The tone of the book is generous. Amis has very much sought to praise rather than to blame. “I’m not an angry person,” he explains. “I’ve read autobiographical stuff that’s full of settling scores and smearing people. I’m so glad I don’t have that.”
Amis’s father was married to Howard for 18 years and, according to Amis, during his teenage years they provided him with a vision of how to live as a writer. “It did feel like an exciting household,” he explains, noting that fellow writers were always dropping by. “The rumor is that writers are at each other’s throats. But I’ve never found that to be true. Those feelings belong at the periphery, if your confidence reasonably corresponds to your abilities.”
Accordingly, Inside Story contains wonderful considerations of what it is to be a writer, the importance of reading while writing, and writing while reading. It offers, in a way, what Amis’s parents gave him: an insight into the lives of writers.
“Most fictions, including short stories, have their origin in the subconscious,” Amis writes in Inside Story. “Very often you can feel them arrive. It is an exquisite sensation. Nabokov called it ‘a throb,’ Updike ‘a shiver’: the sense of pregnant arrest. The subconscious is putting you on notice: you have been brooding about something without knowing it. Fiction comes from there—from silent anxiety. And now it has given you a novel to write.”
The richness of this passage and others like it are nearly eclipsed by the startling plot involving Phoebe Phelps, with whom the character of Amis has a doomed five-year relationship. Their relationship is funny, wretched, and very readable. The “night of shame” is a darkly comic highlight in which Phelps refuses to have sex with Amis yet again and he starts to pay her for various sexual acts. Several decades later, long after their breakup, the 9/11 attacks prompt Phelps to reconnect with Amis. When the pair reunites, another remarkable scene occurs: she tells him that he is not the son of Kingsley Amis. It would spoil the story to say more, though the question of who Amis’s real father is will likely prompt much discussion.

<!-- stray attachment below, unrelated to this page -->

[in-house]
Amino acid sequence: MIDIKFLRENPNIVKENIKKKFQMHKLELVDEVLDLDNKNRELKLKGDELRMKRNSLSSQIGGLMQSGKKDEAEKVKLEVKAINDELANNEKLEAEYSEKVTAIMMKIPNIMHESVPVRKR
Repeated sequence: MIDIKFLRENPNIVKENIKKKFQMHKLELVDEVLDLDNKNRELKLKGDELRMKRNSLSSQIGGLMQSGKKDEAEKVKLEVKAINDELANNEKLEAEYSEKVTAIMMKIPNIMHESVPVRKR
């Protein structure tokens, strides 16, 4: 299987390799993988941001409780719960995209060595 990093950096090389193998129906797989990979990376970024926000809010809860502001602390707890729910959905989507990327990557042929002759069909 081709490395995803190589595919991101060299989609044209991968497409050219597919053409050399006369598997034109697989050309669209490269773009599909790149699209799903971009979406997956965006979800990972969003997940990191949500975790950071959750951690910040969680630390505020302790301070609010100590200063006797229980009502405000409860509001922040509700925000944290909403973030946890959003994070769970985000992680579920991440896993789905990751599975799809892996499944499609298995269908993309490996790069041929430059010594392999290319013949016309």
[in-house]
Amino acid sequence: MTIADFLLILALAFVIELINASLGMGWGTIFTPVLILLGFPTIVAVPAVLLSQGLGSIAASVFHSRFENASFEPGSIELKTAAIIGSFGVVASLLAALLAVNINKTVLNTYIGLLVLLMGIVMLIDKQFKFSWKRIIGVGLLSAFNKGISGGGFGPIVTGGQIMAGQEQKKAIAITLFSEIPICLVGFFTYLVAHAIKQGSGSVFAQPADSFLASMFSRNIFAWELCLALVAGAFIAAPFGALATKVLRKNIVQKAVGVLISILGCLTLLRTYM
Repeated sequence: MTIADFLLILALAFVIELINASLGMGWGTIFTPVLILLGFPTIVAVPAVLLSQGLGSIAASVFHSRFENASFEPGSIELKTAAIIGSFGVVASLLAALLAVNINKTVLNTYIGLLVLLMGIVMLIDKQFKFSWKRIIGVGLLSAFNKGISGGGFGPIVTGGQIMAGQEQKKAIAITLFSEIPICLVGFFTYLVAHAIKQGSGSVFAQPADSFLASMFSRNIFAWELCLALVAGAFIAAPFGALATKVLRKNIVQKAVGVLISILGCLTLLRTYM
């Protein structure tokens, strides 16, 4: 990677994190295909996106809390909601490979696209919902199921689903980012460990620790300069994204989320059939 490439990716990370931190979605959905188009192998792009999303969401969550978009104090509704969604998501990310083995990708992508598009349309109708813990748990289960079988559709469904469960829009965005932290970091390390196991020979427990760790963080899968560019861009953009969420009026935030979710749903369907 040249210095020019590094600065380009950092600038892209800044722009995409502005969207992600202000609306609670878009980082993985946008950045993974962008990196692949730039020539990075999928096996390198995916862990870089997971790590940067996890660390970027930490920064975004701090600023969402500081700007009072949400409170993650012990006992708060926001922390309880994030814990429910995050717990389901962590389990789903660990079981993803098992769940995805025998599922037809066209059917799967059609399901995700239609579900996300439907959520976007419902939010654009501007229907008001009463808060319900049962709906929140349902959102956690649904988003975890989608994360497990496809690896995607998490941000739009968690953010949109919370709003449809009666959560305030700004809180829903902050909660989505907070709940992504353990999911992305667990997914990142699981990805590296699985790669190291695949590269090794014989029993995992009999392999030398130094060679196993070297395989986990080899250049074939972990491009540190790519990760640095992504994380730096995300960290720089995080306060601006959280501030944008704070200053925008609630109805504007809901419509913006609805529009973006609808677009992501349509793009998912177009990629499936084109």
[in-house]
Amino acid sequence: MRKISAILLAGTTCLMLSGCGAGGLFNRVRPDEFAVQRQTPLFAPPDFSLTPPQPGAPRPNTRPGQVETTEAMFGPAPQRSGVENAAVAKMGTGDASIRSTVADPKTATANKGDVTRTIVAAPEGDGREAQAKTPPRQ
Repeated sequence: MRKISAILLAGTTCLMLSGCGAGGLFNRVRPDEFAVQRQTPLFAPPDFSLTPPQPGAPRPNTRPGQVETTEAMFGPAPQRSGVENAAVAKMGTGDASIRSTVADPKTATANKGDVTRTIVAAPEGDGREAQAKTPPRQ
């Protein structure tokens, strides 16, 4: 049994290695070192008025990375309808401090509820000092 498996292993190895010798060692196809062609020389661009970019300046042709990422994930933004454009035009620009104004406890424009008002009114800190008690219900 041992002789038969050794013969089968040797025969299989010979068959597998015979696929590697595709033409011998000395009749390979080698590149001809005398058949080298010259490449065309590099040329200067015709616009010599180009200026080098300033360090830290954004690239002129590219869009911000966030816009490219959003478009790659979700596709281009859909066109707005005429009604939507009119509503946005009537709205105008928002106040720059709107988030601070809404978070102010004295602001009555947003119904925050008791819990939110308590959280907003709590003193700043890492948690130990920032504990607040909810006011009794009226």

Amis is reluctant to reveal much but clarifies that Phelps represents “an anthology of various women” he has known, and that she took on “a life of her own.” He also confirmed that the post-9/11 scene had not taken place but rather was “something Phoebe would do.”
In the book, Amis expresses relief that he has reached 70 and escaped both the self-doubt of middle age and the arrogance of youth. But during our call, he seems a little less assured. It had been difficult, he says, to find “a creative flow” while writing this book. “Age is a real consideration. There are so many ways you start to decay. Your certainty of what goes where tends to be harder to convince yourself of. And some very basic givens of writing a novel don’t fall into your lap.”
This is not evident from reading Inside Story. It is markedly more sincere than some of Amis’s previous work, and events and insights seem to flow seamlessly. His love for literature is earnestly shared. The Phelps plot is audacious and well done. A lifetime of scholarship is reflected in the quality of the writing. But there is still material to derange, or perhaps delight, Amis’s detractors. Some references to women are jarring at best, and the perspective is certainly one of great privilege.
Amis says he feels “fatalistic” about the launch of his 15th novel. He seems particularly stung by the criticism of Lionel Asbo, whose portrayal of working-class lives led to accusations of voyeurism. “You’ve got to be able to do what you want if you write,” he says. “If you feel the urge to write about something, that’s all you need. I was scolded by a critic about the working classes, and suddenly one wonders why he feels qualified to write about it. I’m not going to seek anyone’s permission to write. Fiction is freedom, or it’s nothing.”
Sinead O’Shea is a writer and filmmaker in Dublin. She has contributed to Al Jazeera English, the Guardian, and the New York Times.